Myriam Van Imschoot makes performances, creates sound poetry and vocal pieces, exhibits video and sound installations. She holds a unique position in the Belgian art field, moving between institutional fields and media, with a keen interest to experiment with contexts when not creating her own.
As an artist she first started working with archives as her medium. The duet Pick up Voices (2007) with Christine De Smedt and the sound installation Black Box (2009) show an interest in the performative potential of archival documents and the construction of alternative historiographies through them. Her solo Living Archive (2011) was a personal testimony of what could be any ‘girl living next-door with a passion for mixed tapes’. Acclaimed for its originality, it was shown in Kaaitheater, Vooruit and Kunstencentrum Buda, among others.
Fascinated by phenomena of long-distance communication, Van Imschoot embarked on a cycle of works that deal with yodelling, crying, waving and bird calls. Hola Hu (2013) and Kucku (2014) are deconstructive yodel duets that reframe folklore as it gets transmitted and altered. With an ensemble of women she has been creating performances on the basis of a trill that is occurring in different parts of Africa and the Middle East. YOUYOUYOU (2015), a stunning whirlwind that is composed as one prolonged ‘collective’ cry in crescendo’, became a seminal piece that she created with local performers in Brussels, Jaffa and Grenoble. In HELfel (2016) 28 performers engage with their trills the acoustics of a park.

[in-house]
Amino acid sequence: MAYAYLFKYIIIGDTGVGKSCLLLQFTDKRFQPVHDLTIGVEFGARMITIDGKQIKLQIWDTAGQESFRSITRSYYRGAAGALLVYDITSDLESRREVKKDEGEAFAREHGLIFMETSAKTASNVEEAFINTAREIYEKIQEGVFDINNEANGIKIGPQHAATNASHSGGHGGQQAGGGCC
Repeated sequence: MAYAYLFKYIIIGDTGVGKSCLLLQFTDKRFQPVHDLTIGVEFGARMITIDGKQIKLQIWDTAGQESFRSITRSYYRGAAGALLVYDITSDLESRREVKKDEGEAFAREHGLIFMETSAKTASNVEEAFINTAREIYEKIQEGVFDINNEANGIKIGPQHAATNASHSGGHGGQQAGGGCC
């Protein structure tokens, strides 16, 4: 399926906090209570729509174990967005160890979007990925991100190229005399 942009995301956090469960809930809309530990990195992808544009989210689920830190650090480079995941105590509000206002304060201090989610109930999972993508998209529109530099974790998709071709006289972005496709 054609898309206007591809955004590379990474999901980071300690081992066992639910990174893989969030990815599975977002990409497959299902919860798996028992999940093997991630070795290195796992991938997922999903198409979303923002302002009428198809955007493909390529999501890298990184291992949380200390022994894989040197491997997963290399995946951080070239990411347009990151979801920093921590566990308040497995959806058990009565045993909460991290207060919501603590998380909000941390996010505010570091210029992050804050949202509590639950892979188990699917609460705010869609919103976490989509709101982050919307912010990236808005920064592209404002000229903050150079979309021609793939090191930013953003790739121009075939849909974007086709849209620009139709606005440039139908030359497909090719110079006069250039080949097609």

Van Imschoot creates site-specific work for public spaces, urban or rural, like mountain ranges, railway station areas, parks, roof tops and public squares. She received commissions of International Sculptural Rotterdam, ZUS architects, Binaural Sound arts Center, Téléphérique, etc. With Toine Horvers she created the vocal performances Vozes de Magaio (2011) for the mountainous region in North Portugal and Singelstemmen (2012) for the urban space in Rotterdam.
- With What Nature Says (2015) she made her first vocal performance for six performers who, by means of their voice and body alone imitate their ‘natural surroundings’. Bird calls but also chain saws play a considerable role. In this ‘eco-fair’ tale that draws from field recordings Van Imschoot further pursues her desire to stage ‘forms’ that speak of the attempt by humans and animals alike to communicate with a sense of urgency and impossibility.